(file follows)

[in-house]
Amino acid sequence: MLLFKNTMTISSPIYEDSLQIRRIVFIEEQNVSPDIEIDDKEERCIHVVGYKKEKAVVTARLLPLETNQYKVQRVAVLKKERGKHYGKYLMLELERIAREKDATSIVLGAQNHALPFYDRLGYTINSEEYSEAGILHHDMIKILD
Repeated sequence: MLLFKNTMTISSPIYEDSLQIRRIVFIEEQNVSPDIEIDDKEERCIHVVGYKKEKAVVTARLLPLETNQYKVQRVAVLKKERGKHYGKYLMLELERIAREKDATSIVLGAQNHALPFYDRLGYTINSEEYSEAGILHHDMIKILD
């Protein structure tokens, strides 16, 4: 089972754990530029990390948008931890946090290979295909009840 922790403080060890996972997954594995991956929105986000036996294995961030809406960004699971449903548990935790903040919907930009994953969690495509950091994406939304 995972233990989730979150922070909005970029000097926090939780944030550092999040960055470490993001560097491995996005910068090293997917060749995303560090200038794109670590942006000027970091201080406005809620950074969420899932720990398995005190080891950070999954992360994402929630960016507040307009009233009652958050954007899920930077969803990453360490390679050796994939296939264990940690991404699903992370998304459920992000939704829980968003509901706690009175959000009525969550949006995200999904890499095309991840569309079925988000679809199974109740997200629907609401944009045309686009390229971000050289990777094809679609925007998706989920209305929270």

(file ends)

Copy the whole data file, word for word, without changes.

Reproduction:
[in-house]
Amino acid sequence: MLLFKNTMTISSPIYEDSLQIRRIVFIEEQNVSPDIEIDDKEERCIHVVGYKKEKAVVTARLLPLETNQYKVQRVAVLKKERGKHYGKYLMLELERIAREKDATSIVLGAQNHALPFYDRLGYTINSEEYSEAGILHHDMIKILD
Repeated sequence: MLLFKNTMTISSPIYEDSLQIRRIVFIEEQNVSPDIEIDDKEERCIHVVGYKKEKAVVTARLLPLETNQYKVQRVAVLKKERGKHYGKYLMLELERIAREKDATSIVLGAQNHALPFYDRLGYTINSEEYSEAGILHHDMIKILD
């Protein structure tokens, strides 16, 4: 089972754990530029990390948008931890946090290979295909009840 922790403080060890996972997954594995991956929105986000036996294995961030809406960004699971449903548990935790903040919907930009994953969690495509950091994406939304 995972233990989730979150922070909005970029000097926090939780944030550092999040960055470490993001560097491995996005910068090293997917060749995303560090200038794109670590942006000027970091201080406005809620950074969420899932720990398995005190080891950070999954992360994402929630960016507040307009009233009652958050954007899920930077969803990453360490390679050796994939296939264990940690991404699903992370998304459920992000939704829980968003509901706690009175959000009525969550949006995200999904890499095309991840569309079925988000679809199974109740997200629907609401944009045309686009390229971000050289990777094809679609925007998706989920209305929270």